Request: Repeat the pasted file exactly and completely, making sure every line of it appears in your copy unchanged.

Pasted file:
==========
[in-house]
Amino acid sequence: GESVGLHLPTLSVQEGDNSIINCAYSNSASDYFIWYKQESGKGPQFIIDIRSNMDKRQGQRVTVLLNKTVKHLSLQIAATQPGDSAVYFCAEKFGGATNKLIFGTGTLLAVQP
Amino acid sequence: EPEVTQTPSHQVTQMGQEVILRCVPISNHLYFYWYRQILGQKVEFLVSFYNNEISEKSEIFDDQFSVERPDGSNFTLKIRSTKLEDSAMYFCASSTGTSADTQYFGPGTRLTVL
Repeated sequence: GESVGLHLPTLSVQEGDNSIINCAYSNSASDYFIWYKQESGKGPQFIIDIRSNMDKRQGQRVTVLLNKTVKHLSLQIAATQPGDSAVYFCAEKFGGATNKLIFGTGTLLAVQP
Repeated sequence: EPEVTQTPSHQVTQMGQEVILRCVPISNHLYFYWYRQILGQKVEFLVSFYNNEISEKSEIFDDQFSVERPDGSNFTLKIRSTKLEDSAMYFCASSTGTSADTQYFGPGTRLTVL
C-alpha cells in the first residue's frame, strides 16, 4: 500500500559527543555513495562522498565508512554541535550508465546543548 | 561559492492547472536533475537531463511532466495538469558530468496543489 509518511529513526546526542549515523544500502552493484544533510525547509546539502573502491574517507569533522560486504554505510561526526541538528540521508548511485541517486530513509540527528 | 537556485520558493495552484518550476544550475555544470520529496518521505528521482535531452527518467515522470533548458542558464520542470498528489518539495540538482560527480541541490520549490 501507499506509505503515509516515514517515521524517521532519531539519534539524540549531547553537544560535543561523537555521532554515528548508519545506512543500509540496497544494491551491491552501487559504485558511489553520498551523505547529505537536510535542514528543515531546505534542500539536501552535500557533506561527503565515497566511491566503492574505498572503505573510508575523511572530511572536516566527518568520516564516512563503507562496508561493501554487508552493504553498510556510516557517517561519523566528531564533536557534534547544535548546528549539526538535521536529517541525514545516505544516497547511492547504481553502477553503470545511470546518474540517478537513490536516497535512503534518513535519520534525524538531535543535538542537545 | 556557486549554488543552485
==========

[in-house]
Amino acid sequence: GESVGLHLPTLSVQEGDNSIINCAYSNSASDYFIWYKQESGKGPQFIIDIRSNMDKRQGQRVTVLLNKTVKHLSLQIAATQPGDSAVYFCAEKFGGATNKLIFGTGTLLAVQP
Amino acid sequence: EPEVTQTPSHQVTQMGQEVILRCVPISNHLYFYWYRQILGQKVEFLVSFYNNEISEKSEIFDDQFSVERPDGSNFTLKIRSTKLEDSAMYFCASSTGTSADTQYFGPGTRLTVL
Repeated sequence: GESVGLHLPTLSVQEGDNSIINCAYSNSASDYFIWYKQESGKGPQFIIDIRSNMDKRQGQRVTVLLNKTVKHLSLQIAATQPGDSAVYFCAEKFGGATNKLIFGTGTLLAVQP
Repeated sequence: EPEVTQTPSHQVTQMGQEVILRCVPISNHLYFYWYRQILGQKVEFLVSFYNNEISEKSEIFDDQFSVERPDGSNFTLKIRSTKLEDSAMYFCASSTGTSADTQYFGPGTRLTVL
C-alpha cells in the first residue's frame, strides 16, 4: 500500500559527543555513495562522498565508512554541535550508465546543548 | 561559492492547472536533475537531463511532466495538469558530468496543489 509518511529513526546526542549515523544500502552493484544533510525547509546539502573502491574517507569533522560486504554505510561526526541538528540521508548511485541517486530513509540527528 | 537556485520558493495552484518550476544550475555544470520529496518521505528521482535531452527518467515522470533548458542558464520542470498528489518539495540538482560527480541541490520549490 501507499506509505503515509516515514517515521524517521532519531539519534539524540549531547553537544560535543561523537555521532554515528548508519545506512543500509540496497544494491551491491552501487559504485558511489553520498551523505547529505537536510535542514528543515531546505534542500539536501552535500557533506561527503565515497566511491566503492574505498572503505573510508575523511572530511572536516566527518568520516564516512563503507562496508561493501554487508552493504553498510556510516557517517561519523566528531564533536557534534547544535548546528549539526538535521536529517541525514545516505544516497547511492547504481553502477553503470545511470546518474540517478537513490536516497535512503534518513535519520534525524538531535543535538542537545 | 556557486549554488543552485